6. The election confirmed in a stunning way the extent to which the UK has become an ever more disunited kingdom. Despite their victory overall, the Tories have become effectively an English party with minority support in Scotland and Wales and none in Northern Ireland. On the other hand, Labour remains dominant in Wales, while the SNP are now even more dominant in Scotland, building on its success in 2011. Northern Ireland has always had its own parties and its own political system. The UK appears more broken than ever after this election.

7. What is perhaps more worrying from a Unionist perspective, is that these results seem to reflect a persistent and growing divide on policy issues between England and the Celtic parts of the kingdom. In Wales, Scotland and Northern Ireland, anti-austerity parties won substantial majorities. While England continues to elect pro-austerity parties. Clearly there are significant differences across England, but as a country the majority in England seem willing to continue with the Tories’ unnecessary and unjust austerity policies.

This divide in policy preferences probably extends to other key issues such as the NHS, education and housing. It may also extend to our membership of the EU, with pro-EU majorities in Wales and Scotland. Not sure where all the Northern Irish parties stand on the EU.

7. What next? Given all the differences in results and policy preferences exposed by this election, something has to change if the the UK is to survive. While I remain convinced that independence for Scotland is the way forward, this is not likely to happen anytime soon. Therefore it is in my interest to make the UK a more effective and responsive state, for as long as Scotland remains part of the UK. This can only mean a move towards a Federal UK. Already some people from both Labour and the Tories have begun to talk about this. An interesting take on this can be found here, where John Denham writes about the need for an  English Labour party. Who would ever have thought it. Changing times indeed!

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Coalition Anyone?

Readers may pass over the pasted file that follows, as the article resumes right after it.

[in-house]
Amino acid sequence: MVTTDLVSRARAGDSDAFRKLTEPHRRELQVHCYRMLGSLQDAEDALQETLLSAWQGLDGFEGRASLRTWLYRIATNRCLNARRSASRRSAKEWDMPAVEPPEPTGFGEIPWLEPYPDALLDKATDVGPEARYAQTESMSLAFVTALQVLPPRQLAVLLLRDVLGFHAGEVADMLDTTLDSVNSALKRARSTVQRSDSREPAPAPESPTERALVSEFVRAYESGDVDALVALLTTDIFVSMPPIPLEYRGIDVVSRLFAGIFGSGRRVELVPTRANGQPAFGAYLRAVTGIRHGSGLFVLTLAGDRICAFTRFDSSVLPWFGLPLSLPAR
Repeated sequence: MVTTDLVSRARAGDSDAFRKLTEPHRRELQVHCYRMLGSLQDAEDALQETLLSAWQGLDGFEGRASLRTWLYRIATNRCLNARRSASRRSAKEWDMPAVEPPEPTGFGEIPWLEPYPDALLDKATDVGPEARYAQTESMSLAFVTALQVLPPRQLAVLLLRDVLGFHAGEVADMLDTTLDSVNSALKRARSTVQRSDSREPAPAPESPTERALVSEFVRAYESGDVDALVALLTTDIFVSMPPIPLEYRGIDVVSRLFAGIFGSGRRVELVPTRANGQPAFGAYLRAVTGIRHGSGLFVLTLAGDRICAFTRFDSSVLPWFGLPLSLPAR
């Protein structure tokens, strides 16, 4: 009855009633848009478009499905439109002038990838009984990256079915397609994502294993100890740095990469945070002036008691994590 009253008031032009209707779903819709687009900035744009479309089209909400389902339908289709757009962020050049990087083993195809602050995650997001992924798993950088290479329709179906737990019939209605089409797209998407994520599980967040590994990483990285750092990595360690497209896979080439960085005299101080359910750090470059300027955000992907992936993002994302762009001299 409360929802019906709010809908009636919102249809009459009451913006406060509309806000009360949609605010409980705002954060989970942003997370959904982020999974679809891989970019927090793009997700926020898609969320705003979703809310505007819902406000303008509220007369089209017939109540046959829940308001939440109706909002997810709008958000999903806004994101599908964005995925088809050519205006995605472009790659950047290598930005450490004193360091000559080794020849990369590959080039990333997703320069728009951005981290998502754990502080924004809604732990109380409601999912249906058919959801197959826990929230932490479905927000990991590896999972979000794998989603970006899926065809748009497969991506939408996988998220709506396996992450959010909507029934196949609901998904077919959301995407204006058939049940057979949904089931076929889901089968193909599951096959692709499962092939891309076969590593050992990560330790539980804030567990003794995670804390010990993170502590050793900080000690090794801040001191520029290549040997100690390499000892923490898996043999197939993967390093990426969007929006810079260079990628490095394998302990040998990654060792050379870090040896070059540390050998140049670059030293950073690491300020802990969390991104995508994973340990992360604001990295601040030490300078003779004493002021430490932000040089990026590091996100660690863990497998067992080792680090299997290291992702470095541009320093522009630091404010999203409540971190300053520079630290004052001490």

A week to go before the votes are cast and still both Labour and the Tories refuse to talk about coalitions, or any kind of informal deals. Which is strange, as all the polling evidence points to another hung parliament. This refusal on the part of the two main parties is both undemocratic and insulting to voters. How can people make a realistic assessment of how to vote if the main parties are desperately and deliberately concealing vital information from them? If companies deliberately withhold information from potential shareholders they can be sent to jail! But politicians seem to be immune to even basic standards of decency.

Jim Murphy was at it again this evening on BBC Scotland, refusing point blank to answer any question about coalitions or deals. He even had the effrontery to say he would talk about this only after the election. So much for trusting the voter! Murphy and Labour are not alone in this of course. The Tories follow the same line, though they claim (falsely) that Labour and the SNP have agreed on a deal of some kind. However the Tories refuse to say who they would be prepared to deal with and on what basis.

Paradoxically the only party to openly talk about a coalition is the LibDems. Which is unsurprising as getting into office seems to be the only remaining principle the LibDems have left. The recent nasty coalition between the LibDems and the Tories is without doubt the main reason why everyone else is terrified of talking about coalitions. The LibDems at Westminster seem to have achieved the rare feat of discrediting the whole idea of coalition government for most people.

The LibDem approach to all elections is also very dishonest and undemocratic. Their key pitch is that if you like our policies, then the more MPs we get elected, the more of our policies we can implement. Sounds reasonable, but a moments reflection exposes this claim as dangerous nonsense. Let us say, for example that the LibDems have six key policies and that a majority of their voters really like policies 1, 2 and 3, but either don’t like or are indifferent about the other three policies. However, once in power, the LibDems find they cannot implement policies 1, 2 and 3. Not only can they not implement them they actually vote for something worse. This of course is pretty much what happened in 2010. The LibDems have been rumbled, and big time. Voting LibDem is like signing a blank cheque – you have no idea what, if anything you will get, and worse, you have no idea how much it will cost you, in damages to the economy and society.